Let's say my good friend of many years, having buddied with me since grade-school, and having earned my trust since childhood ... decides to sucker punch me. (It's a guy thing ...) If I see it coming, what will I instinctively do? Yup... I will immediately tighten my stomach muscles (rectus abdominus and the obliques) because tightened muscles are like armor. In fact, when we 'brace for impact', its our muscles (and fascia?) that contract to keep us safe.

The problem is, our body doesn't know the difference betwen a real threat (i.e. someone waving a club at you) and a perceived threat (i.e. being afraid that someone may wave a club at you for coming home to late after staying out all night with 'the boys' ... for instance ... just sayin' ...) Anyway, I digress ...

The fact is, what we think about something translates into what we feel about it. And what we feel about it translates into our physiology (as posture or some other reaction). So if I believe I'm being attacked at the office via corporate politics, the back of my neck is going to tighten up just as if it were guarding me from a central park mugger.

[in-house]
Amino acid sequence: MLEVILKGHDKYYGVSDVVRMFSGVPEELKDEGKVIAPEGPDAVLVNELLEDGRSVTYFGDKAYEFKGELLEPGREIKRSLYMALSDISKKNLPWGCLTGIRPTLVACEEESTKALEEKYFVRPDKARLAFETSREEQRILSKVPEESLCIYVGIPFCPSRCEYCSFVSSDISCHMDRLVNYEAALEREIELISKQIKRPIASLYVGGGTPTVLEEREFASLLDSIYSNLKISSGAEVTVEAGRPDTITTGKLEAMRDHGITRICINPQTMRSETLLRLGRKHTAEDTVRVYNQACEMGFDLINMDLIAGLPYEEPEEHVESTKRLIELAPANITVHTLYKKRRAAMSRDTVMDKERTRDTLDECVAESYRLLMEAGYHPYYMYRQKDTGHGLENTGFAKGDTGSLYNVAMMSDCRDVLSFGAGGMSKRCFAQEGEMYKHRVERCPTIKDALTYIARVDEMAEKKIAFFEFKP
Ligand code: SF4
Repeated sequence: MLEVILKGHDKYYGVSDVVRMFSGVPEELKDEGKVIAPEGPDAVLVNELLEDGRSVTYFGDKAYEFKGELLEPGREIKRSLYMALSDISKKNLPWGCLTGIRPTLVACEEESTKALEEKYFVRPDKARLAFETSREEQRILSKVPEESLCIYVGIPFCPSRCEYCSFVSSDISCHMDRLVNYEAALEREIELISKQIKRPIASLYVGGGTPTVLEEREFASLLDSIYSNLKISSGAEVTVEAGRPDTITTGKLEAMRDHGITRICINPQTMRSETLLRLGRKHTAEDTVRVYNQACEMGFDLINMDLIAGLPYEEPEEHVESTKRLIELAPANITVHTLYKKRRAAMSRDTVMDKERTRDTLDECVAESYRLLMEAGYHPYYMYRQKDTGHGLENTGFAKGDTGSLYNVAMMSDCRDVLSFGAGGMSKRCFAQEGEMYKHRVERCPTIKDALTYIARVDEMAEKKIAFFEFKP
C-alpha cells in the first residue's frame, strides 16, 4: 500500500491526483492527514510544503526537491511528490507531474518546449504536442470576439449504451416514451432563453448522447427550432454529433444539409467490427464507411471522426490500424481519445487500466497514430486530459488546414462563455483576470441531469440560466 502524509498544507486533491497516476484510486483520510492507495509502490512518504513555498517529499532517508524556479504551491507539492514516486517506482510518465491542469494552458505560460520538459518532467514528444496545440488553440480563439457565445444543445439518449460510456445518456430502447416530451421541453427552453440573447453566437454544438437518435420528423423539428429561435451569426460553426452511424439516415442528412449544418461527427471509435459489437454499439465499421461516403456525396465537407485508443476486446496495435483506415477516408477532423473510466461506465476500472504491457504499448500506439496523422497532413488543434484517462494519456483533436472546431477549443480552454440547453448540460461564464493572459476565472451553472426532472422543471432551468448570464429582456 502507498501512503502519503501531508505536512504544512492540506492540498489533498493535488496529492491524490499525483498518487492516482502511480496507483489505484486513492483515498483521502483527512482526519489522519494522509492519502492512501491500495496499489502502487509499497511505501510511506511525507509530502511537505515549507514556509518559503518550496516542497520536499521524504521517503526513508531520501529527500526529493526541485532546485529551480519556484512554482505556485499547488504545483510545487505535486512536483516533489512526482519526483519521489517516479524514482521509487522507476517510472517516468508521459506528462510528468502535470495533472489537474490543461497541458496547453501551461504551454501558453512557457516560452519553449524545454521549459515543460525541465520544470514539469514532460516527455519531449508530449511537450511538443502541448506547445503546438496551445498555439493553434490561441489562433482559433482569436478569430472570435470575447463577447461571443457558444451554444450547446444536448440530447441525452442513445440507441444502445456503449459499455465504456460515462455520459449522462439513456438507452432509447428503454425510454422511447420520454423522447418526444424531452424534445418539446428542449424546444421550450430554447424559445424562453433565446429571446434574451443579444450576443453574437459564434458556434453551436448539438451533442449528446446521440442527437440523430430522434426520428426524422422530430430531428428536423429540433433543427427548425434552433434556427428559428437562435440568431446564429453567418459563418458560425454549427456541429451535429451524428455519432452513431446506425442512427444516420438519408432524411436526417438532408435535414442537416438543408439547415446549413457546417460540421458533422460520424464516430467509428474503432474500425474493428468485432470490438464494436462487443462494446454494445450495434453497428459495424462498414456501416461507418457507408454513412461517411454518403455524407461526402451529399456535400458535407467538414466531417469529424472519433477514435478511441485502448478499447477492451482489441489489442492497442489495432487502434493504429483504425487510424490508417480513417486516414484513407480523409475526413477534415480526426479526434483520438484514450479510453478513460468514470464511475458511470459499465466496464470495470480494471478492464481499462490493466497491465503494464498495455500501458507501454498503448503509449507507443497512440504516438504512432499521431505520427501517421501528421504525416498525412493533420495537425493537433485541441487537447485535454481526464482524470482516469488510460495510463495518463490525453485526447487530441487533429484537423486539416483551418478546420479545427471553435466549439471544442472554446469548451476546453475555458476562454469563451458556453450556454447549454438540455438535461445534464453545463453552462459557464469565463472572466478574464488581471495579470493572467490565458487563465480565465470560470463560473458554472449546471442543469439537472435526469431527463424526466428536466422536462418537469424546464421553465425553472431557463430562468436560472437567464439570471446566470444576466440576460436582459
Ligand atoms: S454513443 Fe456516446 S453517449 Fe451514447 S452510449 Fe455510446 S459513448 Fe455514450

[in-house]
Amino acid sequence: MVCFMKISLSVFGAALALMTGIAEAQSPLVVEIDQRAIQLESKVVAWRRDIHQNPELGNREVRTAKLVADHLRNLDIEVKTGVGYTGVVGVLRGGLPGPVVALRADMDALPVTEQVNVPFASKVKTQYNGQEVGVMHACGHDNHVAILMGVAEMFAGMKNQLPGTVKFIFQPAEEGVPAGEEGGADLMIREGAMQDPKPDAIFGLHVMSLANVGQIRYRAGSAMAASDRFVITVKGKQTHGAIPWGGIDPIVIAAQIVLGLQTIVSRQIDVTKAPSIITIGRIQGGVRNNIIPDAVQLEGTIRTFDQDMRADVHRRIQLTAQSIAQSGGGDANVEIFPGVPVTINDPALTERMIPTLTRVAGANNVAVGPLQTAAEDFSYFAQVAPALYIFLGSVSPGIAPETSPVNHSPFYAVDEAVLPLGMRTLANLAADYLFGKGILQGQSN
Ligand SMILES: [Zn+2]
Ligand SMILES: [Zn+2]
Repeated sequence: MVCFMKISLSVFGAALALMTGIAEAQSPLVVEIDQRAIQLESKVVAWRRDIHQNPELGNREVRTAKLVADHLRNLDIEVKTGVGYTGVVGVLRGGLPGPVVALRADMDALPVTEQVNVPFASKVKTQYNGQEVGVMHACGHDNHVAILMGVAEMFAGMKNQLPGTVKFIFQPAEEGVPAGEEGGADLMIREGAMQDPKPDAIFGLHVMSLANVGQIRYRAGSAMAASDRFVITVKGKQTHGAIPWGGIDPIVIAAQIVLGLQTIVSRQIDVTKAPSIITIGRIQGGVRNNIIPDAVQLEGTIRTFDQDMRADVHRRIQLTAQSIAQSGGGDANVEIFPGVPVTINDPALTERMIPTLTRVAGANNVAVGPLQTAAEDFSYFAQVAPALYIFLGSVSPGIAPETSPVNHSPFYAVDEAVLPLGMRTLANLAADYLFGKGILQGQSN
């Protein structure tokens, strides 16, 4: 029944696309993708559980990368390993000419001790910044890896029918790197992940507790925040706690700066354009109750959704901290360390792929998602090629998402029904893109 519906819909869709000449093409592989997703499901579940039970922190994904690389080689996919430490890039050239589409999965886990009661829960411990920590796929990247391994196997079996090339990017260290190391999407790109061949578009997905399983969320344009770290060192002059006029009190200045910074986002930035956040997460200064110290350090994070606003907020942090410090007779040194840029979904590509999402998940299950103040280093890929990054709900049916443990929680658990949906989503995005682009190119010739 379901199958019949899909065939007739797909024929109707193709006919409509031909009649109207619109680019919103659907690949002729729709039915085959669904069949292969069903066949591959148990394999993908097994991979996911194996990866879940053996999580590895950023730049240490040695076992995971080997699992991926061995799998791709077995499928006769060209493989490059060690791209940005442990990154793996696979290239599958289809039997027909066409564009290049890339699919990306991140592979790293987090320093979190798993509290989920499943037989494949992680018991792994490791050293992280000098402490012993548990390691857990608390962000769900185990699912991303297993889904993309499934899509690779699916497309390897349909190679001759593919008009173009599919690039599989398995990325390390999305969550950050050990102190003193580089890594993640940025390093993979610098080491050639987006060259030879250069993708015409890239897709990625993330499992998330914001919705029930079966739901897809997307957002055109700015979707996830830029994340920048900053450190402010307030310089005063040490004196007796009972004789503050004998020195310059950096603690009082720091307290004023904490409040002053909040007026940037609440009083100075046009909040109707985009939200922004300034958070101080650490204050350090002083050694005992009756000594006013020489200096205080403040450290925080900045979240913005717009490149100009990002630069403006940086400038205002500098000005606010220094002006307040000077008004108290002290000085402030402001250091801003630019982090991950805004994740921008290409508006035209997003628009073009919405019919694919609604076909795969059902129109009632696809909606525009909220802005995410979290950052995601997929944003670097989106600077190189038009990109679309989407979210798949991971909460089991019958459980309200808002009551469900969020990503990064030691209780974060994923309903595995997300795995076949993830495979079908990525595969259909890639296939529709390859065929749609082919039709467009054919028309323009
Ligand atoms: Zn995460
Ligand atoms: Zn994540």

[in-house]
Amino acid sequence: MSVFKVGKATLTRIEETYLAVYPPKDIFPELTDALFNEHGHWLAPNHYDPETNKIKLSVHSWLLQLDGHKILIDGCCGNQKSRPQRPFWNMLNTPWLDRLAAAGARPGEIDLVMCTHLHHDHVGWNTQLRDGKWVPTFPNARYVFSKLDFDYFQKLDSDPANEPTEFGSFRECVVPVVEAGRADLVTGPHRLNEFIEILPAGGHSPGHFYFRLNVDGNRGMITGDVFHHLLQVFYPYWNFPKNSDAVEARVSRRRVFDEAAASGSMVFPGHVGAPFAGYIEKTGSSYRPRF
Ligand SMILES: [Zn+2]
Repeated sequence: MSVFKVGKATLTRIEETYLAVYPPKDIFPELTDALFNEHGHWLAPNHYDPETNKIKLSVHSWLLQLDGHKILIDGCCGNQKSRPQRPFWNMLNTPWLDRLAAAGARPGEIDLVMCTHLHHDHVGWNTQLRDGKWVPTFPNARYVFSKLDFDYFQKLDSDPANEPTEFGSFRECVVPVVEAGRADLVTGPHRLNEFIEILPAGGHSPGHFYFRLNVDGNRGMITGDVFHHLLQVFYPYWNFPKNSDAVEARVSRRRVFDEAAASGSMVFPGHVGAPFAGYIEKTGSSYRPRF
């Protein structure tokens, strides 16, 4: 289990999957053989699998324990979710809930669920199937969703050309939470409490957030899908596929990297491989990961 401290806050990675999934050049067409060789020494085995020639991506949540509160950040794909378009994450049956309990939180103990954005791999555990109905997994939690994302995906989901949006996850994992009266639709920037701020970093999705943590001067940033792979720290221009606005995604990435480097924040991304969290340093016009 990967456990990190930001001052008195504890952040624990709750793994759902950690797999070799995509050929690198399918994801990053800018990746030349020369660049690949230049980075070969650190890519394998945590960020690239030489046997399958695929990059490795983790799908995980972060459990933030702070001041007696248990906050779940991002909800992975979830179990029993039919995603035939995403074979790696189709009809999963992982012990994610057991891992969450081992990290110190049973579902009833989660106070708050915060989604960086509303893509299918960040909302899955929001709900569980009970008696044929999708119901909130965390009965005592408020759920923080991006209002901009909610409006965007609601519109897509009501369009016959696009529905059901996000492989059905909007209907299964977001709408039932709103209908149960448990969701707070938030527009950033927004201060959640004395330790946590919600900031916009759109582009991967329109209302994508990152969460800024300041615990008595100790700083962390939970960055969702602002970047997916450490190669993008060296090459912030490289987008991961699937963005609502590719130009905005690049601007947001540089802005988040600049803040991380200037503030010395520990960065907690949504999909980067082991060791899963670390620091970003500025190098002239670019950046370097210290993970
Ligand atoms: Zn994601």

But Fear Not, For Help is on the Way!

 Fortunately, whether the back of the neck is tight from a muscle spasm that's guarding an injury, or tight from fear, worry and other types of stress ... the solution is the same! In fact, people do it to themselves all the time, just not as effectively.

When your neck is tight, and its making you tired and starting to actually cause a head-ache, what do you instinctively do? That's right ... you reach around with your hand and start to self massage the muscles that run from your shoulders to the base of your skull. And why do you do that? Because your body is telling you that it wants those muscles to relax. To stand dowm.To open up and 'breathe a little'.